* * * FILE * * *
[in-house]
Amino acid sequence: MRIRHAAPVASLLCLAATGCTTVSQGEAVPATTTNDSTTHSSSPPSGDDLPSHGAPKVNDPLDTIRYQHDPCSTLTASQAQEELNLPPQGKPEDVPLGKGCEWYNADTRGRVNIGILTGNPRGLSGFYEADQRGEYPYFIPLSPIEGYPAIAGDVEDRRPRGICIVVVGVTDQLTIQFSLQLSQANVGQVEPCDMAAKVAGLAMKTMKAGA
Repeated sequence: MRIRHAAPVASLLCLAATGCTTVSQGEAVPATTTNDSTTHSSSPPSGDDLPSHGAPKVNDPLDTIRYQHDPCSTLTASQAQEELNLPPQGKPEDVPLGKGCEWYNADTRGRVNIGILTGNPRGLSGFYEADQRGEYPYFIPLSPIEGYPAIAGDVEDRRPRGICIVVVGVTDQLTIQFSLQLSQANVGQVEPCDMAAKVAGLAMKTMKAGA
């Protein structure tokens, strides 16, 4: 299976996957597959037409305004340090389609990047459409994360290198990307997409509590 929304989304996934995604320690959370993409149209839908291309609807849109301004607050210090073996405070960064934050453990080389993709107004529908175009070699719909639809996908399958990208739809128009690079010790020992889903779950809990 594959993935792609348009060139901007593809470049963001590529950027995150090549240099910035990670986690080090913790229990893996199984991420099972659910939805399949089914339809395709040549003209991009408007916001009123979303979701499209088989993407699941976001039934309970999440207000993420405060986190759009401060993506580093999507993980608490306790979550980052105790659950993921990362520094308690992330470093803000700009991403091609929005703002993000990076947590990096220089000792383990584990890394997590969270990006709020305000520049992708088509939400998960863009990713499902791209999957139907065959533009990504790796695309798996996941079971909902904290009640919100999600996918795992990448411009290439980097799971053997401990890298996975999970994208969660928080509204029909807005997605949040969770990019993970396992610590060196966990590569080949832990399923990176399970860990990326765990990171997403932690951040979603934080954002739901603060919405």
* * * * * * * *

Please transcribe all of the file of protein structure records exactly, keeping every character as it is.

[in-house]
Amino acid sequence: MRIRHAAPVASLLCLAATGCTTVSQGEAVPATTTNDSTTHSSSPPSGDDLPSHGAPKVNDPLDTIRYQHDPCSTLTASQAQEELNLPPQGKPEDVPLGKGCEWYNADTRGRVNIGILTGNPRGLSGFYEADQRGEYPYFIPLSPIEGYPAIAGDVEDRRPRGICIVVVGVTDQLTIQFSLQLSQANVGQVEPCDMAAKVAGLAMKTMKAGA
Repeated sequence: MRIRHAAPVASLLCLAATGCTTVSQGEAVPATTTNDSTTHSSSPPSGDDLPSHGAPKVNDPLDTIRYQHDPCSTLTASQAQEELNLPPQGKPEDVPLGKGCEWYNADTRGRVNIGILTGNPRGLSGFYEADQRGEYPYFIPLSPIEGYPAIAGDVEDRRPRGICIVVVGVTDQLTIQFSLQLSQANVGQVEPCDMAAKVAGLAMKTMKAGA
């Protein structure tokens, strides 16, 4: 299976996957597959037409305004340090389609990047459409994360290198990307997409509590 929304989304996934995604320690959370993409149209839908291309609807849109301004607050210090073996405070960064934050453990080389993709107004529908175009070699719909639809996908399958990208739809128009690079010790020992889903779950809990 594959993935792609348009060139901007593809470049963001590529950027995150090549240099910035990670986690080090913790229990893996199984991420099972659910939805399949089914339809395709040549003209991009408007916001009123979303979701499209088989993407699941976001039934309970999440207000993420405060986190759009401060993506580093999507993980608490306790979550980052105790659950993921990362520094308690992330470093803000700009991403091609929005703002993000990076947590990096220089000792383990584990890394997590969270990006709020305000520049992708088509939400998960863009990713499902791209999957139907065959533009990504790796695309798996996941079971909902904290009640919100999600996918795992990448411009290439980097799971053997401990890298996975999970994208969660928080509204029909807005997605949040969770990019993970396992610590060196966990590569080949832990399923990176399970860990990326765990990171997403932690951040979603934080954002739901603060919405």